This Week in Sacramento History May 21-27

May 21, 1975: The state Assembly Ways and Means Committee clears the way for a full floor vote on a $42 million appropriation to restore the state Capitol. The bill is expected to move through the Assembly, Senate and Governor's Office easily. Still to be decided is where the Legislature will meet during the restoration.

Sacramento County Supervisor Ted Sheedy proposes that when salary increases are negotiated this year for county workers, no raises should be given to those who make more than $25,000 annually. Given the large deficit expected in the county budget, he urges that pay hikes be apportioned to those most affected by inflation.

May 22, 1902: Sacramento Mayor George H. Clark meets with business owners to discuss how to raise funds for the next July 4 celebration. Former Mayor William Land, owner of two hotels, suggests approaching the Chamber of Commerce. C.A. Reuter says the chamber can't solicit more money from citizens.

The Sacramento Senators battle the Oakland baseball club in a game that ends in a 4-4 tie after 19 innings. At 7:35 p.m., the umpire calls the game because of darkness. The three-hour, 35-minute marathon is the longest baseball game on record in the state. Sacramento pitcher Bill Thomas throws for the entire game.

May 23, 1945: Sacramento City Manager Elton B. Sherwin appoints his executive secretary Ray C. Oakley as coordinator of the citywide veterans affairs committee. The group will disseminate information to returning servicemen to assist them in finding employment and re-establishing themselves in the community. Oakley is charged with helping to coordinate some 70 local organizations offering programs to veterans.

Quote: "The phrase 'military security' has been expanded, blown up, stretched and magnified until it covers almost any situation which the army press relations officer thinks the home folks should not hear." -- Bee editorial, lamenting excessive and unjustified censorship of war zone news dispatches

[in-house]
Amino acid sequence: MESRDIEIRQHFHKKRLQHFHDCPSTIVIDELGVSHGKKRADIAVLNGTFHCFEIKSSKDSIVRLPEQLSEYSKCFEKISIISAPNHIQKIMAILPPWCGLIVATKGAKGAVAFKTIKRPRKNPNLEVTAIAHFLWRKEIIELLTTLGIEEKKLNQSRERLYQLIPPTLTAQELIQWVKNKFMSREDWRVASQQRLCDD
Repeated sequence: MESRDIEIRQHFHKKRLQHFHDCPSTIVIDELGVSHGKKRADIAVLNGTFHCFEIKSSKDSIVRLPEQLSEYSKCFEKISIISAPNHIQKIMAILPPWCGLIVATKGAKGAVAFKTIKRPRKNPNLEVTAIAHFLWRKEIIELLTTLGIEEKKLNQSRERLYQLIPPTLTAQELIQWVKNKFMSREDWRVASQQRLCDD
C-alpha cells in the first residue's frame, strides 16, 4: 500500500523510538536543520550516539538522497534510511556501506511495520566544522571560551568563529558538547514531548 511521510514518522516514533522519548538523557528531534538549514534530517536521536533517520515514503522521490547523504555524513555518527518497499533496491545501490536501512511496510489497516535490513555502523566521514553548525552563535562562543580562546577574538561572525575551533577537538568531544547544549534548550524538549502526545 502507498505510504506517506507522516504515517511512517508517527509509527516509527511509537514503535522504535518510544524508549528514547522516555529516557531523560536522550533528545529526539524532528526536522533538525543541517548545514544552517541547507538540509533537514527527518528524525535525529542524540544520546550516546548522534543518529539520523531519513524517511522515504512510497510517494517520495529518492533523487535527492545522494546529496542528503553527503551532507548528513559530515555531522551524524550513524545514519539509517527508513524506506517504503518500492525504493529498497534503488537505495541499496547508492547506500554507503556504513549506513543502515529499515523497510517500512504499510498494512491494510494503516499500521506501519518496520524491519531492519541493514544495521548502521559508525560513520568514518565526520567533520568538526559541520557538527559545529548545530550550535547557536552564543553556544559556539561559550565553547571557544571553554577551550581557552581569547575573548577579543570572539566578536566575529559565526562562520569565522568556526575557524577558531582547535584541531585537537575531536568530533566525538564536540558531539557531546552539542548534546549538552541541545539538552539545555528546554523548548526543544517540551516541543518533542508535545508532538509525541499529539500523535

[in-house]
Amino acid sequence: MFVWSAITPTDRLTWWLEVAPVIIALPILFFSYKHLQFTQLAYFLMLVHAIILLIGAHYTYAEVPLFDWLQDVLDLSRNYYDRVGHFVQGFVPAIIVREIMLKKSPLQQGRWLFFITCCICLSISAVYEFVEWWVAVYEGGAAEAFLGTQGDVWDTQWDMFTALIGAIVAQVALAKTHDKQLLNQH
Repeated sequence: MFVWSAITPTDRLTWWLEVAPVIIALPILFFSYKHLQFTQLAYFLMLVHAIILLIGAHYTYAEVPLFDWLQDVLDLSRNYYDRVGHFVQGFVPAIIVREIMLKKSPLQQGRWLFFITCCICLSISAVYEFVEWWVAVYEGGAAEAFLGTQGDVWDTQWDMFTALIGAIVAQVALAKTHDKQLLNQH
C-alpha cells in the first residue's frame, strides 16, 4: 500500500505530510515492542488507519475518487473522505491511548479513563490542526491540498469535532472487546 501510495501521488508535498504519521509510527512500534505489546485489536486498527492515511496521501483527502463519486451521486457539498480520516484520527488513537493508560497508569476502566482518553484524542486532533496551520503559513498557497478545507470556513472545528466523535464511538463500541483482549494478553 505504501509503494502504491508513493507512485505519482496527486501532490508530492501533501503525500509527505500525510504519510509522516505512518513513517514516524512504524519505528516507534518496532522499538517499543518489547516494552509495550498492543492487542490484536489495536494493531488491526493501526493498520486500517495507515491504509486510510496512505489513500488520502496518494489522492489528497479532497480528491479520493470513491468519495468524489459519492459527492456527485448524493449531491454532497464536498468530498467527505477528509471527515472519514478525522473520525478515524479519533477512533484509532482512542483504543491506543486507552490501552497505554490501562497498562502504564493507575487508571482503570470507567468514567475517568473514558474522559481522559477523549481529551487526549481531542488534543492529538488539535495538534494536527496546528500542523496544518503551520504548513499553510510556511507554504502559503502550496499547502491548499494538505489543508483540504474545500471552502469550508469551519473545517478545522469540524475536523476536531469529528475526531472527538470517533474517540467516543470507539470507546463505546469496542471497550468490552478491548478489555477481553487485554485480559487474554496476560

May 24, 1989: State Sen. Leroy Greene declines to sponsor legislation opening the door to a merger of Sacramento's city and county governments. The Carmichael Democrat says the bill would effectively block Citrus Heights incorporation. Without legislative approval, consolidation cannot move forward.

Quote: "Schools do not lend themselves to factory model unionism. Yet until schools are no longer tied up by contracts and regulations that spell out everything a district can or can't do, it's not likely that they'll ever be able to do anything well." -- Peter Schrag, Bee associate editor, criticizing teacher unions for hindering professional accountability

May 25, 1870: The picnic excursion of the 7th St. M.E. Church Sunday School yesterday to Jackson's Grove proved to be a pleasant affair. The steamer boat Governor Dana took away a goodly number of excursionists, and brought them all back safely and in the best of spirits.

Quote: "Your notice of the dog nuisance in the issue of the 23rd must meet with hearty approval of all citizens who desire to walk or ride through our streets and alleys unmolested by the intolerable pests, who are suffered to roam at large throughout the city, monopolizing sidewalks and disputing the quiet passage of citizens in general." -- Citizen, letter to the editor

May 26, 1961: The Sacramento Redevelopment Agency says it has purchased two landmarks -- the Western Hotel at 209 K St. and the D.O. Mills Bank at 226 J St. -- and four other properties in the path of the proposed eight-lane freeway through Old Sacramento between Second and Third streets.

Quote: "Many letters to The Bee have expressed disapproval of fluoridation. Their right to express these views is upheld; however, must we discard the thoughtful opinions, based on research, of those at the highest point of intellect for the prejudices and stupidities of the mob?" -- C.F.B., letter to the editor

May 27, 1948: Residents of the newly built-up areas south of Land Park appeal to county officials to deal with the odor problem caused by the Sacramento Reduction Works a half-mile south of the city limits off Riverside Boulevard. The company processes meat scraps, bones, viscera and other matter from local meat plants and canneries. Neighbors report that on warm nights, the smell can be nauseating. Works representatives say odor control will take time and possibly new construction.

Quote: "Many a man gets credit for being a cheerful loser, when as a matter of fact, he is just too lazy to try hard." -- Bee editorial